This post was edited by Sundewd on Fri, Mar 21, 14 at 15:29

    Bookmark   March 21, 2014 at 3:25PM
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nomen_nudum

On topic with haworthia spkie cutting while flowering.

In general it takes alot of plant energy to hold a flower The same energy that comes from the host plant has me thinking the flower count wouldn't matter if rooting a keiki with one or more flowers they too may be able to seed.

Experment the flowering spikes at varied stages one or more flower to no flowers. IMO I wouldnt wait for max flowers as energy would be nearly depleted in a sence
I guess best odds for a clone Haw from flower spike would be to cut befor the peek opening of any flowering.

The energy that was going to used for flowering and seedling would be used for root establishiing.

If from single leaf sounds time consuming for a haw or aloe, perhaps a bigger risk of unfavorable results

**Then again (who knows) the flower spike has potentual to clone on the same plant with out having to be cut at all.

** see left rear /right rear in pic

    Bookmark   March 21, 2014 at 4:55PM
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salt_creep

I've very seldom had offsets come out of flower stalks, but I've been able to get plantlets off new flower stalks using tissue culture techniques.

    Bookmark   March 22, 2014 at 1:59AM
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hanzrobo(11)

Yes, tissue culture was the first thing I thought of when I read "flower spike". So you've done it, eh? Very nice. I hope to give it a shot one of these days.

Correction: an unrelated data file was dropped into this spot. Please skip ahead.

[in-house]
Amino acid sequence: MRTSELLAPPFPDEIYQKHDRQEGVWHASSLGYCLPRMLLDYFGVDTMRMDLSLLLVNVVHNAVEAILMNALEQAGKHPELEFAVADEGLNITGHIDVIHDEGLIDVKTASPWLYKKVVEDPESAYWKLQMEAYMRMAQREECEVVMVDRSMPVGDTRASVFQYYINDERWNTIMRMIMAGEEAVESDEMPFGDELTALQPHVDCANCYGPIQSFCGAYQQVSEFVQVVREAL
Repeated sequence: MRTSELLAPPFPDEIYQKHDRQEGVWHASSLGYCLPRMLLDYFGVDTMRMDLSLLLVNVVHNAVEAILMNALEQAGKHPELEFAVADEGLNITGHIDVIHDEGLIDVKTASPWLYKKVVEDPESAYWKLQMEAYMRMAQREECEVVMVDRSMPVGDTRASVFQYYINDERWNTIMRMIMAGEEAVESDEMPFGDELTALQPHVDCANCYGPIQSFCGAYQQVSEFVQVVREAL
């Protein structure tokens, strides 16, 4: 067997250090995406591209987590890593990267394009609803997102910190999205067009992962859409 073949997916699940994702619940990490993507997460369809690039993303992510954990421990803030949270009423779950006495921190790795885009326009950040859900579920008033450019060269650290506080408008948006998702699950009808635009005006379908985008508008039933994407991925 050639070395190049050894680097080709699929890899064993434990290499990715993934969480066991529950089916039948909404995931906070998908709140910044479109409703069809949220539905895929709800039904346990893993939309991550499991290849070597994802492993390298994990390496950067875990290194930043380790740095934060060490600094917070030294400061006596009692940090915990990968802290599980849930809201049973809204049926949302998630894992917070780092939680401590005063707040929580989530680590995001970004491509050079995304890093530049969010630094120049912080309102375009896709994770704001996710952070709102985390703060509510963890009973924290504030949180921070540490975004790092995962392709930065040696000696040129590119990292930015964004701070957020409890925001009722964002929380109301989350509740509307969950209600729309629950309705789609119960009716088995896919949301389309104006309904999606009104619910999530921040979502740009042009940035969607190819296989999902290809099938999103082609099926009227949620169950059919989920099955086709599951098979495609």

I had an offset grow from the base of the flower stalk on a Haworthia magnifica v. acuminata. I've seen it on H. pumila and a few others, all randomly though. The idea that you can induce an aerial offset with dependable results is exciting if it works. It could be a really good way to produce clones of a desirable plant that doesn't offset much, or at all.

I also have it happening on a few Adromischus.

    Bookmark   March 22, 2014 at 2:15AM
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CharlieVonn(7)

Sounds like the 'keikis' are a fun but unreliable way to propagate, mine don't bloom enough to experiment yet, but I have a Gasterworthia 'Royal Highness' that produces 'keikis' every time it flowers. It came with two when I bought it, last year the stalk died off before they were big enough but I have two growing from this years flowers. They always show up as the last flowers drop. I think it's more common in gasteria as I've heard of gasteraloe doing this too. Maybe a hybrid quirk.

I did get desperate last year and topped two H. truncata 'Lime Green', the stumps have produced 11 offsets and the tops are rooted and bigger than when I started so I may use that technique again if something refuses to offset.

    Bookmark   August 28, 2014 at 12:48AM
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bikerdoc5968 Z6 SE MI

Charlie, I believe pictures are in order. Please share your technique with us in detail. So far the cutting the flower spike has done nothing for me. About the only way I have been able to produce more plants is with leaf cuttings or the occasional pup division.

    Bookmark   August 28, 2014 at 9:07AM